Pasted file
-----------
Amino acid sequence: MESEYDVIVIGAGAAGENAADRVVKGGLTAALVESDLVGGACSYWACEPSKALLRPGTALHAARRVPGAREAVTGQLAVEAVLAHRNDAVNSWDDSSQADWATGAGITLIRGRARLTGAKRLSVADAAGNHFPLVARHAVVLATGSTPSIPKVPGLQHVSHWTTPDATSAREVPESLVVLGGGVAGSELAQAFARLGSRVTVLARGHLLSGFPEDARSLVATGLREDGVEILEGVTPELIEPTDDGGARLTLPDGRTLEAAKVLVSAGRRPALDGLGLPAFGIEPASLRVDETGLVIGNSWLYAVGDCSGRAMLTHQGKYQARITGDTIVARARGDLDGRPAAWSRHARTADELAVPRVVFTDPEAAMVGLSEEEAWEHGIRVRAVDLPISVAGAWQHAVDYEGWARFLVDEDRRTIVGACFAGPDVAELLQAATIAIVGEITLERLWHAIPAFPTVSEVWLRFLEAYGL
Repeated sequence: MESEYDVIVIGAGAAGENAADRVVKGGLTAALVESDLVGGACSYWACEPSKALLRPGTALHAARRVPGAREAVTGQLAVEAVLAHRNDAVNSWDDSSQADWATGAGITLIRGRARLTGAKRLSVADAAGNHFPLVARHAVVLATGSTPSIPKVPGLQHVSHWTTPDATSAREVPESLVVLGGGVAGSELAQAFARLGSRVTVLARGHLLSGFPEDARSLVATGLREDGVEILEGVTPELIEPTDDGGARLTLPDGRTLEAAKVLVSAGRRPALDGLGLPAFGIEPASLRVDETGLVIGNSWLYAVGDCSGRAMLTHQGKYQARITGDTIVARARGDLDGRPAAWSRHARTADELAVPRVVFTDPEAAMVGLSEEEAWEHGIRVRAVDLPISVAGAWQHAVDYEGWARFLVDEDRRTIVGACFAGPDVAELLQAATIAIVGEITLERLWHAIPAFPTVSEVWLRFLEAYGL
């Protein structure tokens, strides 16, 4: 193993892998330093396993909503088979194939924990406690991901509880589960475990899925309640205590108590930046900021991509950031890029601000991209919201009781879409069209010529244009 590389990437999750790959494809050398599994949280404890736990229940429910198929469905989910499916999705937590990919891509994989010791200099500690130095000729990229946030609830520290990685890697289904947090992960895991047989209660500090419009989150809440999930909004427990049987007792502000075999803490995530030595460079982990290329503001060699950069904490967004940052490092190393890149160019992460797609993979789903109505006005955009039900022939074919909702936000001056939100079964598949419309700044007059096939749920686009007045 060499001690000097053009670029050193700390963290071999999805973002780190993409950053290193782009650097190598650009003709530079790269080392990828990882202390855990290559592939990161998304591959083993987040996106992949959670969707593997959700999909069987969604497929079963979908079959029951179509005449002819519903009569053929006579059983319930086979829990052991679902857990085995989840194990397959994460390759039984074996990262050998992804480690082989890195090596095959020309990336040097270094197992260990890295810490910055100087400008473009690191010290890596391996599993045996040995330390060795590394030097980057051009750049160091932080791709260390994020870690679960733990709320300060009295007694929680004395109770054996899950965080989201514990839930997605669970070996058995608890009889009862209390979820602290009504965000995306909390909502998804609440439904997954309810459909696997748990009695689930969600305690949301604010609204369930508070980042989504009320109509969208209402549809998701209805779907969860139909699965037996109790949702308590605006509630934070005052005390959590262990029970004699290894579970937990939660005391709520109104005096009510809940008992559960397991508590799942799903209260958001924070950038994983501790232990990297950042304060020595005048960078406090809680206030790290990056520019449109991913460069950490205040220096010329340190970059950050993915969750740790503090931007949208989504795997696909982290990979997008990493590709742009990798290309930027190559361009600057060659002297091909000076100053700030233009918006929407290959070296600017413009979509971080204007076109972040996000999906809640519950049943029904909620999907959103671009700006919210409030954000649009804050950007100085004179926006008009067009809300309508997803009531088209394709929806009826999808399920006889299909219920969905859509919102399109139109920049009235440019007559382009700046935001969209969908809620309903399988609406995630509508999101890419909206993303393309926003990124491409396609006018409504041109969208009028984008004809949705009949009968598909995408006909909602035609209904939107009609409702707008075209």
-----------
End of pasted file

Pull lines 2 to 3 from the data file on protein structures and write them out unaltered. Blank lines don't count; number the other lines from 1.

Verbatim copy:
Repeated sequence: MESEYDVIVIGAGAAGENAADRVVKGGLTAALVESDLVGGACSYWACEPSKALLRPGTALHAARRVPGAREAVTGQLAVEAVLAHRNDAVNSWDDSSQADWATGAGITLIRGRARLTGAKRLSVADAAGNHFPLVARHAVVLATGSTPSIPKVPGLQHVSHWTTPDATSAREVPESLVVLGGGVAGSELAQAFARLGSRVTVLARGHLLSGFPEDARSLVATGLREDGVEILEGVTPELIEPTDDGGARLTLPDGRTLEAAKVLVSAGRRPALDGLGLPAFGIEPASLRVDETGLVIGNSWLYAVGDCSGRAMLTHQGKYQARITGDTIVARARGDLDGRPAAWSRHARTADELAVPRVVFTDPEAAMVGLSEEEAWEHGIRVRAVDLPISVAGAWQHAVDYEGWARFLVDEDRRTIVGACFAGPDVAELLQAATIAIVGEITLERLWHAIPAFPTVSEVWLRFLEAYGL
């Protein structure tokens, strides 16, 4: 193993892998330093396993909503088979194939924990406690991901509880589960475990899925309640205590108590930046900021991509950031890029601000991209919201009781879409069209010529244009 590389990437999750790959494809050398599994949280404890736990229940429910198929469905989910499916999705937590990919891509994989010791200099500690130095000729990229946030609830520290990685890697289904947090992960895991047989209660500090419009989150809440999930909004427990049987007792502000075999803490995530030595460079982990290329503001060699950069904490967004940052490092190393890149160019992460797609993979789903109505006005955009039900022939074919909702936000001056939100079964598949419309700044007059096939749920686009007045 060499001690000097053009670029050193700390963290071999999805973002780190993409950053290193782009650097190598650009003709530079790269080392990828990882202390855990290559592939990161998304591959083993987040996106992949959670969707593997959700999909069987969604497929079963979908079959029951179509005449002819519903009569053929006579059983319930086979829990052991679902857990085995989840194990397959994460390759039984074996990262050998992804480690082989890195090596095959020309990336040097270094197992260990890295810490910055100087400008473009690191010290890596391996599993045996040995330390060795590394030097980057051009750049160091932080791709260390994020870690679960733990709320300060009295007694929680004395109770054996899950965080989201514990839930997605669970070996058995608890009889009862209390979820602290009504965000995306909390909502998804609440439904997954309810459909696997748990009695689930969600305690949301604010609204369930508070980042989504009320109509969208209402549809998701209805779907969860139909699965037996109790949702308590605006509630934070005052005390959590262990029970004699290894579970937990939660005391709520109104005096009510809940008992559960397991508590799942799903209260958001924070950038994983501790232990990297950042304060020595005048960078406090809680206030790290990056520019449109991913460069950490205040220096010329340190970059950050993915969750740790503090931007949208989504795997696909982290990979997008990493590709742009990798290309930027190559361009600057060659002297091909000076100053700030233009918006929407290959070296600017413009979509971080204007076109972040996000999906809640519950049943029904909620999907959103671009700006919210409030954000649009804050950007100085004179926006008009067009809300309508997803009531088209394709929806009826999808399920006889299909219920969905859509919102399109139109920049009235440019007559382009700046935001969209969908809620309903399988609406995630509508999101890419909206993303393309926003990124491409396609006018409504041109969208009028984008004809949705009949009968598909995408006909909602035609209904939107009609409702707008075209």